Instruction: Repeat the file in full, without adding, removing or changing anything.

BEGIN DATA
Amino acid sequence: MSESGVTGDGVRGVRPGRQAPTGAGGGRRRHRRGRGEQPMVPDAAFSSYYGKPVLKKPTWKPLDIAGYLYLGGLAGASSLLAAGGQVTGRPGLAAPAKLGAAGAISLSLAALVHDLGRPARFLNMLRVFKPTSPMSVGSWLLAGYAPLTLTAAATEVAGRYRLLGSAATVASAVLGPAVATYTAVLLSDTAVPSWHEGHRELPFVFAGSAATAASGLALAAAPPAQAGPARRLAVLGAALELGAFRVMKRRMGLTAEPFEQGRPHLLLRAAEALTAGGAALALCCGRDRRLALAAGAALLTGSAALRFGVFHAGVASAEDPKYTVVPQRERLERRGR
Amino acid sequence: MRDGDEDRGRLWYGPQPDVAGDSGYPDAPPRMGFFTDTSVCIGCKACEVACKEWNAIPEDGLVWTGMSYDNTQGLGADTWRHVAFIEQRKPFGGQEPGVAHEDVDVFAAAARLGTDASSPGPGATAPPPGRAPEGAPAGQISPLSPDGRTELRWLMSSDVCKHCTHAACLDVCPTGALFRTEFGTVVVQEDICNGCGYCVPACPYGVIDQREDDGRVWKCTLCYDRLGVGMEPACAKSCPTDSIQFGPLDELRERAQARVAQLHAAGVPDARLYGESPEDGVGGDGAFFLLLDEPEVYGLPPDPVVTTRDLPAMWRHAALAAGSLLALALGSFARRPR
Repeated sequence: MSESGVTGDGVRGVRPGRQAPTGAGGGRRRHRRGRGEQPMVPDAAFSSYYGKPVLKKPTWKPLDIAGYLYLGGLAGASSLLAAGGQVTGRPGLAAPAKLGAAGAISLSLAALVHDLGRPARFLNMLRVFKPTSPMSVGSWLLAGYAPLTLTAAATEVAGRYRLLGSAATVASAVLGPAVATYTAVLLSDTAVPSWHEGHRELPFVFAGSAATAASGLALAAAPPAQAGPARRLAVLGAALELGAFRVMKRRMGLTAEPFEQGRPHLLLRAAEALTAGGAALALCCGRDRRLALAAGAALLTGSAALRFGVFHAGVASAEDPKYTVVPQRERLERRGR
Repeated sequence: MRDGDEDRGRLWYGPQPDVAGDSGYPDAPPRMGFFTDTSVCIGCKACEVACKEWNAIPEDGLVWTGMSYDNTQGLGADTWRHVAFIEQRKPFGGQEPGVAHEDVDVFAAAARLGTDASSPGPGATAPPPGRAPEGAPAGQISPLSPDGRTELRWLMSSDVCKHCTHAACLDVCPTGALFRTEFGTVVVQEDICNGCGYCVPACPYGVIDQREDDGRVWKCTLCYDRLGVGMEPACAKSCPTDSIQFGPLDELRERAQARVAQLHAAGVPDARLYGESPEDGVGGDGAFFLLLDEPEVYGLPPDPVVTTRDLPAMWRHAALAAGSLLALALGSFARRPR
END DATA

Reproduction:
Amino acid sequence: MSESGVTGDGVRGVRPGRQAPTGAGGGRRRHRRGRGEQPMVPDAAFSSYYGKPVLKKPTWKPLDIAGYLYLGGLAGASSLLAAGGQVTGRPGLAAPAKLGAAGAISLSLAALVHDLGRPARFLNMLRVFKPTSPMSVGSWLLAGYAPLTLTAAATEVAGRYRLLGSAATVASAVLGPAVATYTAVLLSDTAVPSWHEGHRELPFVFAGSAATAASGLALAAAPPAQAGPARRLAVLGAALELGAFRVMKRRMGLTAEPFEQGRPHLLLRAAEALTAGGAALALCCGRDRRLALAAGAALLTGSAALRFGVFHAGVASAEDPKYTVVPQRERLERRGR
Amino acid sequence: MRDGDEDRGRLWYGPQPDVAGDSGYPDAPPRMGFFTDTSVCIGCKACEVACKEWNAIPEDGLVWTGMSYDNTQGLGADTWRHVAFIEQRKPFGGQEPGVAHEDVDVFAAAARLGTDASSPGPGATAPPPGRAPEGAPAGQISPLSPDGRTELRWLMSSDVCKHCTHAACLDVCPTGALFRTEFGTVVVQEDICNGCGYCVPACPYGVIDQREDDGRVWKCTLCYDRLGVGMEPACAKSCPTDSIQFGPLDELRERAQARVAQLHAAGVPDARLYGESPEDGVGGDGAFFLLLDEPEVYGLPPDPVVTTRDLPAMWRHAALAAGSLLALALGSFARRPR
Repeated sequence: MSESGVTGDGVRGVRPGRQAPTGAGGGRRRHRRGRGEQPMVPDAAFSSYYGKPVLKKPTWKPLDIAGYLYLGGLAGASSLLAAGGQVTGRPGLAAPAKLGAAGAISLSLAALVHDLGRPARFLNMLRVFKPTSPMSVGSWLLAGYAPLTLTAAATEVAGRYRLLGSAATVASAVLGPAVATYTAVLLSDTAVPSWHEGHRELPFVFAGSAATAASGLALAAAPPAQAGPARRLAVLGAALELGAFRVMKRRMGLTAEPFEQGRPHLLLRAAEALTAGGAALALCCGRDRRLALAAGAALLTGSAALRFGVFHAGVASAEDPKYTVVPQRERLERRGR
Repeated sequence: MRDGDEDRGRLWYGPQPDVAGDSGYPDAPPRMGFFTDTSVCIGCKACEVACKEWNAIPEDGLVWTGMSYDNTQGLGADTWRHVAFIEQRKPFGGQEPGVAHEDVDVFAAAARLGTDASSPGPGATAPPPGRAPEGAPAGQISPLSPDGRTELRWLMSSDVCKHCTHAACLDVCPTGALFRTEFGTVVVQEDICNGCGYCVPACPYGVIDQREDDGRVWKCTLCYDRLGVGMEPACAKSCPTDSIQFGPLDELRERAQARVAQLHAAGVPDARLYGESPEDGVGGDGAFFLLLDEPEVYGLPPDPVVTTRDLPAMWRHAALAAGSLLALALGSFARRPR